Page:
Investing.com — Deutsche Bank (ETR:DBKGn) has replaced Asoka Woehrmann, the chief executive of DWS, its listed asset management arm, within hours of German police raiding its headquarters in connection with a greenwashing investigation.
DWS (ETR:DWSG), one of Europe’s largest fund managers, has been fighting allegations for months that it exaggerated the credentials of its so-called ESG funds. The U.S. Securities and Exchanges Commission has been investigating the firm for making misleading disclosures since DWS’s former head of sustainability turned whistleblower and denounced it.
Asset management firms have increasingly relied on the “Environmental, Social and Governance” theme to sell actively managed funds in recent years, having largely lost the battle for broad fund-tracking investment strategies to passive investing specialists such as Vanguard and Blackrock (NYSE:BLK). The ESG brand requires a higher degree of management discretion and analysis that allows the manager to charge higher fees than it otherwise would. DWS’s whistleblower had argued that the majority of funds marketed by the firm with the ESG label didn’t deserve the label.
The SEC’s investigation into DWS has been seen as an opening salvo by U.S. regulators in a campaign against suspected widespread similar abuses in the industry. Last week, the SEC fined Bank of New York Mellon (NYSE:BK) $1.5 million for “misstatements and omissions” about its ESG-themed funds.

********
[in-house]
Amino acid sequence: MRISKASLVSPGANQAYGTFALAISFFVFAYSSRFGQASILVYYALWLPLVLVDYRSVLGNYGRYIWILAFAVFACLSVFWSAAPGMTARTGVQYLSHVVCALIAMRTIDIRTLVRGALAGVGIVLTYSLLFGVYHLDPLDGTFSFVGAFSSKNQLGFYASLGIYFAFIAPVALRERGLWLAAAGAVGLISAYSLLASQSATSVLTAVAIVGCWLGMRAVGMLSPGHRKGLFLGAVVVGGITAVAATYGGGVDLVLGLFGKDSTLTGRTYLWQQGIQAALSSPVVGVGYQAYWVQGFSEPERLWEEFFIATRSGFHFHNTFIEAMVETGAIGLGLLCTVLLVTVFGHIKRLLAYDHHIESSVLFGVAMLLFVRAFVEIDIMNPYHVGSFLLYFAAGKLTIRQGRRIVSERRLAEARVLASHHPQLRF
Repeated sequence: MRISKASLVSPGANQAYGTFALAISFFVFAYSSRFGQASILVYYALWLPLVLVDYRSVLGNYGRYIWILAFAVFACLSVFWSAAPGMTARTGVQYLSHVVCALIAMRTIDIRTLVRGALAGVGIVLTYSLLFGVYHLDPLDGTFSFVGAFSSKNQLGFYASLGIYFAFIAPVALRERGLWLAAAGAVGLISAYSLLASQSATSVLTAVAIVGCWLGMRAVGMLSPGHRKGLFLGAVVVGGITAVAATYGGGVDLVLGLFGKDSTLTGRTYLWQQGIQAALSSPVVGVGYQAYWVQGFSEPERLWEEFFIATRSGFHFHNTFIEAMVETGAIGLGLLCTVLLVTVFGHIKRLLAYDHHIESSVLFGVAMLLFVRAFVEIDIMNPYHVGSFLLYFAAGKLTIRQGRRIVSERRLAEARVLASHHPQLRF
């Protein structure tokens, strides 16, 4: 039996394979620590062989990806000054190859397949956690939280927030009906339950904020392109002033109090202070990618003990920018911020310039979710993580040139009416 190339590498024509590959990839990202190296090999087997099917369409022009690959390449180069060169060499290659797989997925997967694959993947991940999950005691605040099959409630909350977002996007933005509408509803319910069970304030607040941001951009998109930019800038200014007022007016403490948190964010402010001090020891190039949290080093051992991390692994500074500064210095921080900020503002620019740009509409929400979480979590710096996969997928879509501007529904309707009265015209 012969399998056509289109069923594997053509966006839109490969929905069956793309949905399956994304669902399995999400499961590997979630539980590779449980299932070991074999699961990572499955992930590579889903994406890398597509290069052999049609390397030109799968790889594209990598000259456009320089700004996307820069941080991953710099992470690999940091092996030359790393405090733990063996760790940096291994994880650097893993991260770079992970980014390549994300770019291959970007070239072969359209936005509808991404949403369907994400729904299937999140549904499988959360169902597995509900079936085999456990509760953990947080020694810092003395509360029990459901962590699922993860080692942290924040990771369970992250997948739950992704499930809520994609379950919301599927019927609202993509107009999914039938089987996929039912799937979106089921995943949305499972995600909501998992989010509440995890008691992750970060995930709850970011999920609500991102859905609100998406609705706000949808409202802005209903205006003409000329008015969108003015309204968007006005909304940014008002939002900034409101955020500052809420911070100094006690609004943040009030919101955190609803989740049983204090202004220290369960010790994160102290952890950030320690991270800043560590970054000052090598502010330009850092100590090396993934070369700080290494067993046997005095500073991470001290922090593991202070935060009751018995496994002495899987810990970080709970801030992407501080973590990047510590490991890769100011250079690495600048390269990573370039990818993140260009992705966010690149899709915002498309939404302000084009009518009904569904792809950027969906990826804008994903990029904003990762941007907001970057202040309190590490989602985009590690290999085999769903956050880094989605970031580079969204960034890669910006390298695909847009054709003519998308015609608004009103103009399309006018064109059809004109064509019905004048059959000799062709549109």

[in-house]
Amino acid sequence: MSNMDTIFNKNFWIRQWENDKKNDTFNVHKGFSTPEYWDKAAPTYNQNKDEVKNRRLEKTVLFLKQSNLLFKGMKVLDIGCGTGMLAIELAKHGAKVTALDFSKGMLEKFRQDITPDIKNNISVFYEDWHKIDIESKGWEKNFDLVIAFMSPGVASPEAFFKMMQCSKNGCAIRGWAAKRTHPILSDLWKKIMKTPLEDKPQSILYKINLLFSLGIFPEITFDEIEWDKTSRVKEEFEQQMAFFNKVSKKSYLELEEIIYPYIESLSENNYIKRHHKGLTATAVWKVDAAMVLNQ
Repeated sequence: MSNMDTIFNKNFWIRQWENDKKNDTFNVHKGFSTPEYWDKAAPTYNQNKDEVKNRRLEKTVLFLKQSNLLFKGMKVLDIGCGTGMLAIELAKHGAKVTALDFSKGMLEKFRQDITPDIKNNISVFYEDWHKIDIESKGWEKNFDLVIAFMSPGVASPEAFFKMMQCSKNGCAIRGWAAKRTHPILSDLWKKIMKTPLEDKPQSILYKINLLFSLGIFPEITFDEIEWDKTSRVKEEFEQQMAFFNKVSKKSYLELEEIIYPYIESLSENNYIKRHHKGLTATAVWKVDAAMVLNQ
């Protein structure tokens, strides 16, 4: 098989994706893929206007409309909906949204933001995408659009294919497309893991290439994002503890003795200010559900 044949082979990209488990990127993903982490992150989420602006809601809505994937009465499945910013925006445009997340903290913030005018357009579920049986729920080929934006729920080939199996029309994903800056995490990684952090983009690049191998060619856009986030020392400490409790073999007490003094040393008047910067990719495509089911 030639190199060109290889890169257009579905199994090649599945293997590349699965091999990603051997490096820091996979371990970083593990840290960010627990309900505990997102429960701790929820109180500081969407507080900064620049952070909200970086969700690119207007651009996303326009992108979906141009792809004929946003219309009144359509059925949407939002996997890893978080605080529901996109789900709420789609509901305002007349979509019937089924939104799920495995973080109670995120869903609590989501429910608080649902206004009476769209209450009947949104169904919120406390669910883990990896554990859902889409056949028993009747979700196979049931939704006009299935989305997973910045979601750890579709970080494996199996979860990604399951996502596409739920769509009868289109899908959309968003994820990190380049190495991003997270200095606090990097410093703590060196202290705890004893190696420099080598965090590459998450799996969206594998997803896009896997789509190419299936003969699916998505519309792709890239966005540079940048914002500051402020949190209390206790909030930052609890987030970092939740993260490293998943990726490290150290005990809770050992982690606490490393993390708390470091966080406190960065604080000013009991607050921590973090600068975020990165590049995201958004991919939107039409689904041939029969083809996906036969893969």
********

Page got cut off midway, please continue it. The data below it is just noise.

Around 50 law enforcement officials had raided Deutsche’s headquarters in Frankfurt on Tuesday morning, in a depressing echo of a decade of repeated scandals and run-ins with law enforcement.
Prosecutors said that “enough factual evidence has emerged” to show that environmental, social and governance (ESG) factors were taken into account in some investments “but were not taken into account at all in a large number of investments,” clashing with the claims made by DWS in the prospectuses attached to its funds. Deutsche says it is cooperating with the authorities.
The episode has put question marks over the achievements of CEO Christian Sewing, who has reduced the once-constant drag of litigation charges on the bank’s earnings and put an end to some of the pay excesses for which it had become notorious.
Woehrmann had been one of Sewing’s first appointees and turned DWS’s performance around after a difficult first year on public markets following its spin-off. He’ll be replaced by Stephan Hoops, head of Deutsche’s commercial bank from June 10.
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